Chrysler Grand Voyager
Chrysler's all-new Grand Voyager is charged with reviving the manufacturer's British hopes. Do we think it's up to the task?
It’s not the best-looking MPV, nor the greatest to drive, but as a practical people carrier, the Grand Voyager is a fantastic choice. It’s comfortable and spacious, while the Stow ’n Go seating system is superb. And although the cabin still can’t rival the best European models, the newcomer is a big improvement on its predecessor.
Chrysler has had a tough time in the UK of late. As part of a renewed drive to pep up sales, it has introduced new cars such as the Ford Mondeo-rivalling Sebring. But early signs have not been encouraging, and so far the move has failed to set the market alight.
So, the launch of the all-new Grand Voyager can’t come soon enough – and the model has a lot to prove. Last year, its predecessor was lambasted by Euro NCAP for a shocking performance in crash tests. It was awarded only two stars for occupant protection and zero for pedestrian safety. But with 30 new features, Chrysler claims the all-new MPV is not just the safest version, but the most luxurious yet.
Safety has clearly been a priority – side curtain airbags all-round and added rollover protection are standard, which should give peace of mind to family buyers. Brake assist and stability control systems are also included.
The Grand Voyager has lost none of the versatility of its predecessor. The excellent Stow ’n Go seating system is carried over and, as before, the second and third rows can be quickly and easily folded into the floor. Buyers choosing the top-spec Limited variant can also opt for the new £750 Swivel ‘n Go system – this brings a second row of captain’s chairs which rotate 180 degrees, plus a removable table and power folding third row.
Electrically sliding side doors mean getting into the back is simple. They open more quickly, too, as does the powered tailgate. The boot space is another strong point – even with the rearmost chairs in place, there’s still a 756-litre capacity. Drop all the seats, and this increases to 3,296 litres.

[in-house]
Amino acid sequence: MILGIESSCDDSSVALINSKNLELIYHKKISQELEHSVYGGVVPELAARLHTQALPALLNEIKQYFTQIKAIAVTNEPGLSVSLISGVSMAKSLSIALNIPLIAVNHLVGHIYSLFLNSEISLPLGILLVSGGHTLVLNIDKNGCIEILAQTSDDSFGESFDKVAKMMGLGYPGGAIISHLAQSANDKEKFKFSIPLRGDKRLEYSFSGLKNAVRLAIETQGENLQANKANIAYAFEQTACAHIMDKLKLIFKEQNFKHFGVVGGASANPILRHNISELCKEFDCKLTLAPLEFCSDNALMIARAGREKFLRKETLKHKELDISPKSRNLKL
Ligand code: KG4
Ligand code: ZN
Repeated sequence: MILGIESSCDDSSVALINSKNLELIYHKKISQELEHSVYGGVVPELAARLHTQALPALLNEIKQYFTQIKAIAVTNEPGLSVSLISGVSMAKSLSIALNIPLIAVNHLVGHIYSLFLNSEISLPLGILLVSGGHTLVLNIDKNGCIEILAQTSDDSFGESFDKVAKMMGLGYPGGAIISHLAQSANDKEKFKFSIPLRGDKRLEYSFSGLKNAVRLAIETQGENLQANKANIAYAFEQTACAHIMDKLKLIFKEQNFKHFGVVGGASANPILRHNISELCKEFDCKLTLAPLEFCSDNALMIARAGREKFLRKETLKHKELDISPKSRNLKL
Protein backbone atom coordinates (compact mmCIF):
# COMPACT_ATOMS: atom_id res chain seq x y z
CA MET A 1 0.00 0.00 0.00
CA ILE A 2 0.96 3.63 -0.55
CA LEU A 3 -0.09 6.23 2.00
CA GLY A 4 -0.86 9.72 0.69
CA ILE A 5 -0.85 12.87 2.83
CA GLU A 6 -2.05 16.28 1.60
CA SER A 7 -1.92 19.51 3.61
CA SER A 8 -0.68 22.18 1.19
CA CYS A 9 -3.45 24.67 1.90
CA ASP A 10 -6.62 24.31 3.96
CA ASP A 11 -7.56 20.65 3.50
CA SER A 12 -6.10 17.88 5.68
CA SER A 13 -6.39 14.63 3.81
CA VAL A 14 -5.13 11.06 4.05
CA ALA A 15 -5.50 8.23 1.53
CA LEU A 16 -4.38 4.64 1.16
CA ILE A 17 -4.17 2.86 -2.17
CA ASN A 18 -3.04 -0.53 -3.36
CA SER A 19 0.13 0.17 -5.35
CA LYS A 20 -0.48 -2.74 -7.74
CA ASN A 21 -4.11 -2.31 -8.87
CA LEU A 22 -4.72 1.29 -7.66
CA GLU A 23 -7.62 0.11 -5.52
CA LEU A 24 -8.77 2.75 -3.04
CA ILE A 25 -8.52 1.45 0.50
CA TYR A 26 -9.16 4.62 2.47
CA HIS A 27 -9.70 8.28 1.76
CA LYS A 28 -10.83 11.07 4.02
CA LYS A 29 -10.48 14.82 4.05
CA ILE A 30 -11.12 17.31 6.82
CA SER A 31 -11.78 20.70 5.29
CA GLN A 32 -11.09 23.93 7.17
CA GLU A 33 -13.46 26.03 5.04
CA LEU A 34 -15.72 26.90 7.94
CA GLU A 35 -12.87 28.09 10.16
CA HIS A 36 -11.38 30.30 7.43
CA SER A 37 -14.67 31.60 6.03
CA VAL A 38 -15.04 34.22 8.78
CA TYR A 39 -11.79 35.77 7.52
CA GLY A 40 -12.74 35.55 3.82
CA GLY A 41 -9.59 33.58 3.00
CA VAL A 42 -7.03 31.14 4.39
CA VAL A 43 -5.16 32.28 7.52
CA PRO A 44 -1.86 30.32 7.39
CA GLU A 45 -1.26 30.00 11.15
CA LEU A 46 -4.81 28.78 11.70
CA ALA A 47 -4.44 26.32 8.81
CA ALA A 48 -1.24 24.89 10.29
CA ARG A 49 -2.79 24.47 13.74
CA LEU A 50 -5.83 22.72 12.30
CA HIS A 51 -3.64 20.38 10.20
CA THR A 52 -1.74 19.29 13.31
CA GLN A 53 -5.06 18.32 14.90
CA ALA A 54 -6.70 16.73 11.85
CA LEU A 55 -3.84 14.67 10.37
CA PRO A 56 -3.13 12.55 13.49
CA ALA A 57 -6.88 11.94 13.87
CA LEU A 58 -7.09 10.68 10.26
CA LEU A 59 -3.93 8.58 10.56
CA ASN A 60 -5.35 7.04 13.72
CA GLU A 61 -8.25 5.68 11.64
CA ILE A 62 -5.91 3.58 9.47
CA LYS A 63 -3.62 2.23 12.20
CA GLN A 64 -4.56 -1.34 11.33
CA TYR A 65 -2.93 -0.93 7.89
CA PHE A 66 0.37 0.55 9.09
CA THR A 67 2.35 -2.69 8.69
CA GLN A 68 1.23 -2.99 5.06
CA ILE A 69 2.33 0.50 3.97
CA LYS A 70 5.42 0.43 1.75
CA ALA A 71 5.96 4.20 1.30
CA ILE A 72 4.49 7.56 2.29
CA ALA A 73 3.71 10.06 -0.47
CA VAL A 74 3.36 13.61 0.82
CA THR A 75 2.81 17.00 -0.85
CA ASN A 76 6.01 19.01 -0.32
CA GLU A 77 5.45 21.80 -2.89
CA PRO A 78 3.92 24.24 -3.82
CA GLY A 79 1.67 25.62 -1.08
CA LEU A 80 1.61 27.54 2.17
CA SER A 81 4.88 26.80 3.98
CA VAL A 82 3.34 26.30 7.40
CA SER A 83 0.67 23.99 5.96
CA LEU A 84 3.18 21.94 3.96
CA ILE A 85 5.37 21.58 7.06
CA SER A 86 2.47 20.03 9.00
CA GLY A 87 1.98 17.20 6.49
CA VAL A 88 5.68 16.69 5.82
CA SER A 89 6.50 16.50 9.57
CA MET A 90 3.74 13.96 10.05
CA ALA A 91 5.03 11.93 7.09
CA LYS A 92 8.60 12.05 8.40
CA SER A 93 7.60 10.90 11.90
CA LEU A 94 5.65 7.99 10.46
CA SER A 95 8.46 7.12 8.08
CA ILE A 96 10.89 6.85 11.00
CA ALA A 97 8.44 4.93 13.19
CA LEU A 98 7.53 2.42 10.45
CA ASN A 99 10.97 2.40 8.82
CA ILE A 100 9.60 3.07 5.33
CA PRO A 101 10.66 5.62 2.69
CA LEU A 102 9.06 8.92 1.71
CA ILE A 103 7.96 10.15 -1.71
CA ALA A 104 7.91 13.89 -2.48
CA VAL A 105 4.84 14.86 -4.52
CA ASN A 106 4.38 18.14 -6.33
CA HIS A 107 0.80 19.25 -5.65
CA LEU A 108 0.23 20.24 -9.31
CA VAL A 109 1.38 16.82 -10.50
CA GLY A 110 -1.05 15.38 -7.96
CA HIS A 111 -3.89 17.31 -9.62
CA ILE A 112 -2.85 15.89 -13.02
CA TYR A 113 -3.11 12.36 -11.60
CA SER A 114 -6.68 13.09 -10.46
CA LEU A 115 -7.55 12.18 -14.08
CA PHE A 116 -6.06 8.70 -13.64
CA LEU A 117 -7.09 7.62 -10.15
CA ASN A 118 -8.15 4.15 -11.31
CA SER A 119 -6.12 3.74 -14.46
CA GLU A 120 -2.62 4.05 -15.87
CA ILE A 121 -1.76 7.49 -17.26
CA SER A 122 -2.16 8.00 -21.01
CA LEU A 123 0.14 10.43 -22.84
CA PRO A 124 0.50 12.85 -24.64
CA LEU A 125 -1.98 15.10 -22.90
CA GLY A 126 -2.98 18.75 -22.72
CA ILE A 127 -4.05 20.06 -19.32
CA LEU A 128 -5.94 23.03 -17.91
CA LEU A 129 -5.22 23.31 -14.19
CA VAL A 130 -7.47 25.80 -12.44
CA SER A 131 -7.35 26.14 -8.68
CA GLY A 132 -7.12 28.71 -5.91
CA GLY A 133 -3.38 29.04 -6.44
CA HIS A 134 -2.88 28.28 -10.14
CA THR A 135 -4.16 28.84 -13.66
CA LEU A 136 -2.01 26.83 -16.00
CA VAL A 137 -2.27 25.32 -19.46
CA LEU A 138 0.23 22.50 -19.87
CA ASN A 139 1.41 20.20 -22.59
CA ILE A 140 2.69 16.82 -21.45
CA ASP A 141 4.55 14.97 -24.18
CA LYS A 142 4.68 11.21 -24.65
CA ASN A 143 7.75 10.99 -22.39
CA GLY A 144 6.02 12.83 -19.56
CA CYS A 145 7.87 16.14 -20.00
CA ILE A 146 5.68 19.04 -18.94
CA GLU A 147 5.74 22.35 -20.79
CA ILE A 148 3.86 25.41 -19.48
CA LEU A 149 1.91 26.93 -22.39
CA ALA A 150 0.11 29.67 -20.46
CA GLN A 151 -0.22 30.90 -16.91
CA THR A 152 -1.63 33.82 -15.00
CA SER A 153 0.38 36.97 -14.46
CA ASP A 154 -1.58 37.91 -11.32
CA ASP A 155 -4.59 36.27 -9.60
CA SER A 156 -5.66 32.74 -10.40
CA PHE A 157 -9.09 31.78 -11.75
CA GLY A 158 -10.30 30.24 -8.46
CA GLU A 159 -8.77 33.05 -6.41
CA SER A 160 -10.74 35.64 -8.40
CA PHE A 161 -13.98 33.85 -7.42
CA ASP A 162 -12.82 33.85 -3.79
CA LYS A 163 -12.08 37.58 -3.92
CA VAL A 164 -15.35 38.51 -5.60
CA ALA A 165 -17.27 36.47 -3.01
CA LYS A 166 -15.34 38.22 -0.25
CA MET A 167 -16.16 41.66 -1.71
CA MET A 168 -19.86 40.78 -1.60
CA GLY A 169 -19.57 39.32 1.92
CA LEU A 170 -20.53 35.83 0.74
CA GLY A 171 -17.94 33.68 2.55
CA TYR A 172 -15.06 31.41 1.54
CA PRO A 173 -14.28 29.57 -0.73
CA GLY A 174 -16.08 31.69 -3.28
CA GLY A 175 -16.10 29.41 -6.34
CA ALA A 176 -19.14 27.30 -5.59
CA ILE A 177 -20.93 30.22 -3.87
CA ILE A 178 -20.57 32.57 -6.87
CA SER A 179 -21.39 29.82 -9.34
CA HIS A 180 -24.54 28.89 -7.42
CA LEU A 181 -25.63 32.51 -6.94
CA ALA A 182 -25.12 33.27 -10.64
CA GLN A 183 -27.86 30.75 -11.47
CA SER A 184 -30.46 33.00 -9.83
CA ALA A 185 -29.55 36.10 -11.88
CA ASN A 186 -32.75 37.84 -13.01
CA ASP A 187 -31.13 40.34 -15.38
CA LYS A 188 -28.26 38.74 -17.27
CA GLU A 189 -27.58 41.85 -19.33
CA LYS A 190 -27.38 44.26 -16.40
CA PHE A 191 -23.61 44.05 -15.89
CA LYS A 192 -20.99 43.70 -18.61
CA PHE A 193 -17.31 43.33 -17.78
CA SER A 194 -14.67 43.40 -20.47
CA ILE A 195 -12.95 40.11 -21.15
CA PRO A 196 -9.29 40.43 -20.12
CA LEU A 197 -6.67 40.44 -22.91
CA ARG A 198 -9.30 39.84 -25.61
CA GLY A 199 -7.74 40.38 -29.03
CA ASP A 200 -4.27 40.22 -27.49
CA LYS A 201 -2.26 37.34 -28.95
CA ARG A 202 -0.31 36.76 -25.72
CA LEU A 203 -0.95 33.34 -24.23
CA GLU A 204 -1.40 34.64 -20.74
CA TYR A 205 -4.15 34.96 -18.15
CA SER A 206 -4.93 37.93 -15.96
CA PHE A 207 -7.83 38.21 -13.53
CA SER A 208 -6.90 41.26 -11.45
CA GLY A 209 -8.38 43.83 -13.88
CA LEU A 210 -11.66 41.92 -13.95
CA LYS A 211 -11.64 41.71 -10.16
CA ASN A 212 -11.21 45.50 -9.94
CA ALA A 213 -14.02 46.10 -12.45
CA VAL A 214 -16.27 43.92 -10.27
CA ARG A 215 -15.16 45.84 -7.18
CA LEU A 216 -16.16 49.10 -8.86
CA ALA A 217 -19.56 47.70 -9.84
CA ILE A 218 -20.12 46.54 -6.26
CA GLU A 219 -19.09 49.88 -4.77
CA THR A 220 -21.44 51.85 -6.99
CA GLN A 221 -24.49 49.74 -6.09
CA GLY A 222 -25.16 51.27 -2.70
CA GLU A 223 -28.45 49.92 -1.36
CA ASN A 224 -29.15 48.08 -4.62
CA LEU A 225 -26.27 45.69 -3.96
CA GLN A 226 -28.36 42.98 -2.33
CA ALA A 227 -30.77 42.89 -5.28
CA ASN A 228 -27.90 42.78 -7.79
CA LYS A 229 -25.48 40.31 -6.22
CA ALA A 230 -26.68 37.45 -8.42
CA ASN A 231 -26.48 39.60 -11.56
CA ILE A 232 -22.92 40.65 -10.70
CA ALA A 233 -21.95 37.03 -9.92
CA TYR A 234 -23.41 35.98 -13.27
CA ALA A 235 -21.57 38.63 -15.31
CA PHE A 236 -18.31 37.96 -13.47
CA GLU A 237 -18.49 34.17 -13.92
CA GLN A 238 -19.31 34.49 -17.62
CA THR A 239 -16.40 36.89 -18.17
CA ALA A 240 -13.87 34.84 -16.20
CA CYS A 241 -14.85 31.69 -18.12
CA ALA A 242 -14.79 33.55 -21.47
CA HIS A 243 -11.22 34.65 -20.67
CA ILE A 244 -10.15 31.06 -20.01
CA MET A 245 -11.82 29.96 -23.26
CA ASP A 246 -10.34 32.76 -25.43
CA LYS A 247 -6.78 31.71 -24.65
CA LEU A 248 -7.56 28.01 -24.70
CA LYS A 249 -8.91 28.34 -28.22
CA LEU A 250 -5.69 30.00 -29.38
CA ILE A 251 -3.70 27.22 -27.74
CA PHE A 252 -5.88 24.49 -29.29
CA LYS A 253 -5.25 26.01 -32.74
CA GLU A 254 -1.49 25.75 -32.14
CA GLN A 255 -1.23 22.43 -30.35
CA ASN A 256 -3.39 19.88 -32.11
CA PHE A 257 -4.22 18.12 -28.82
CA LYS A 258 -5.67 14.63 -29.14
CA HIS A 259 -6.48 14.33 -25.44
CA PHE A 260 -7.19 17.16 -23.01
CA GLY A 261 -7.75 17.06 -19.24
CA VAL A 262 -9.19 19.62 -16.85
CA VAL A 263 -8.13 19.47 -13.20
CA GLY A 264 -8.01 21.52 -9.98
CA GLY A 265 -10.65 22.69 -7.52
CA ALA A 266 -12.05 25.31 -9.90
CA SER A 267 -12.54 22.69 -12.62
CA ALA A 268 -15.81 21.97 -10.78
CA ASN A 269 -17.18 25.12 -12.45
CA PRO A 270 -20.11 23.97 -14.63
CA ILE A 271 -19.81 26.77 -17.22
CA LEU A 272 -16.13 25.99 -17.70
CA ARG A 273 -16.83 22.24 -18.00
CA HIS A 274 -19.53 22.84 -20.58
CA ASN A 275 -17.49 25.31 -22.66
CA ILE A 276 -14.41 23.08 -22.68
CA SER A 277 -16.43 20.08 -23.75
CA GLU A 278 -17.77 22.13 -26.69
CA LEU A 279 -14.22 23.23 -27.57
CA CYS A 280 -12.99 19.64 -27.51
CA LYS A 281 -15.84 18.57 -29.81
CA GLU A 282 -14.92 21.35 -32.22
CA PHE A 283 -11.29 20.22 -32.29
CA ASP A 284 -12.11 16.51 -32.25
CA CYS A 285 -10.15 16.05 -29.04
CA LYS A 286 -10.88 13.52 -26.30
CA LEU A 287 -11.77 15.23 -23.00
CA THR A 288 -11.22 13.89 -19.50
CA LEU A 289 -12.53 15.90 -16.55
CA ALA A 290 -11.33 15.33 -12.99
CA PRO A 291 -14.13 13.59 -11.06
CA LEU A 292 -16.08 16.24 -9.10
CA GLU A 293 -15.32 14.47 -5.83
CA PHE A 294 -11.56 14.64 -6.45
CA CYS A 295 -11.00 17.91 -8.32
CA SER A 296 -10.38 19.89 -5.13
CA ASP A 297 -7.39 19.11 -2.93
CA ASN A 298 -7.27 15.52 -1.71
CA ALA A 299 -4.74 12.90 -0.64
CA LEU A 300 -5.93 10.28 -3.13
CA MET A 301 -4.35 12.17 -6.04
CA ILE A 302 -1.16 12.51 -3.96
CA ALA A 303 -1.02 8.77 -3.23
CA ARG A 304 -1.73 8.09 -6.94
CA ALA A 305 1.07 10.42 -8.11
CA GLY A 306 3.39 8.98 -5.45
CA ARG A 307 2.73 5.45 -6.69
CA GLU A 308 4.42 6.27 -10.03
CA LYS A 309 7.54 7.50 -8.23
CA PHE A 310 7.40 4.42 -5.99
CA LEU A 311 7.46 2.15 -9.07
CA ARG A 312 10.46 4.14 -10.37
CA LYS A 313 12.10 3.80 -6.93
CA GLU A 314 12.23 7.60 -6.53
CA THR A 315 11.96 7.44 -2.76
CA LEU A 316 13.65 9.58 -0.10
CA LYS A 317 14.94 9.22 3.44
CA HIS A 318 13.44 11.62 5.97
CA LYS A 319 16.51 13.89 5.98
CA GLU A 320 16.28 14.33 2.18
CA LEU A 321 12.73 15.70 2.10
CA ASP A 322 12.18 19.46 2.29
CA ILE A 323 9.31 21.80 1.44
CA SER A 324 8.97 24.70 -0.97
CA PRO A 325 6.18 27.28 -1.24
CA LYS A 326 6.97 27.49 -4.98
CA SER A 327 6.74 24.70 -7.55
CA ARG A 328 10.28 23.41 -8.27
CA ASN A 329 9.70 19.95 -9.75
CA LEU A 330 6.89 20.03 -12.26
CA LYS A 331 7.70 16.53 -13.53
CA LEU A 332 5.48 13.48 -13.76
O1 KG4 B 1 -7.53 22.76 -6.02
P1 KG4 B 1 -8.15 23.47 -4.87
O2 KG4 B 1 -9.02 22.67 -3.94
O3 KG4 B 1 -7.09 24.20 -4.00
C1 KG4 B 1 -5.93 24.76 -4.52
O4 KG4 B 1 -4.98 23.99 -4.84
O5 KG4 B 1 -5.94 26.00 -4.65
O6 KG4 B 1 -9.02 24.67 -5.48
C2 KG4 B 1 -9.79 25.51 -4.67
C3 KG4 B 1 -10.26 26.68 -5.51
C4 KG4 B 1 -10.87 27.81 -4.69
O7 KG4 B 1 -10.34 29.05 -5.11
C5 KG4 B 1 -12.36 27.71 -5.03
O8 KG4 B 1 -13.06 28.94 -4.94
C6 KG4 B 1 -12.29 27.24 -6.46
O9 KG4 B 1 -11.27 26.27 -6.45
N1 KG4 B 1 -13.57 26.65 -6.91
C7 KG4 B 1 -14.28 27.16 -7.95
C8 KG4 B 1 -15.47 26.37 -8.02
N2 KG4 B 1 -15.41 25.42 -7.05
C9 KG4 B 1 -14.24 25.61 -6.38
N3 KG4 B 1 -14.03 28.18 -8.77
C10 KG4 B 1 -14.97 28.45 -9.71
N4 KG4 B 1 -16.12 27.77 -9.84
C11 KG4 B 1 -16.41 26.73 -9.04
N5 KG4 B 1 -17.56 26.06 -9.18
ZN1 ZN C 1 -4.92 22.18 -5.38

What lets the Grand Voyager down is the interior quality. While the cabin represents a significant improvement over the car it replaces, some of the plastics on display feel cheap, and the design is rather uninspiring.
Also disappointing are the shiny leather seats – this doesn’t feel like a car that costs £30,000-plus! We’re far from convinced about the looks, either. Gone are the rounded lines of the old car, replaced by a boxy shape that’s more minivan than stylish MPV.
On the road, the Grand is quieter thanks to better noise insulation and the smooth 2.8-litre CRD engine. The diesel delivers 161bhp and 360Nm of torque, and provides reasonable performance considering the Chrysler weighs two tonnes. A 3.8-litre V6 petrol is available, although it’s thirsty and won’t appeal to many buyers in the UK.
Either way, the Grand Voyager is much happier on motorways than on twisty roads. There is plenty of body roll through corners, but long-distance cruising is a real strength, as it glides over rough surfaces in comfort.
Starting prices remain unchanged, so the base LX is £25,995 – decent value given the space and kit on offer. Three-zone climate control and electric windows all-round are included, in addition to those powered doors.
The top-spec Limited isn’t cheap, at £32,995, and it doesn’t even feature sat-nav. That comes as part of the £2,000 entertainment package, which also brings a pair of drop-down DVD screens and a 20GB music server. With its square dimensions, the Grand Voyager bucks the trend set by sporty MPVs such as Ford’s S-MAX. But there’s no denying it has superb space and is truly comfortable.
Rival: Renault Grand Espace while the Renault isn’t as large as the Voyager, it’s more stylish. Interior quality is also way ahead, although it trails the Chrysler for standard kit and outright versatility.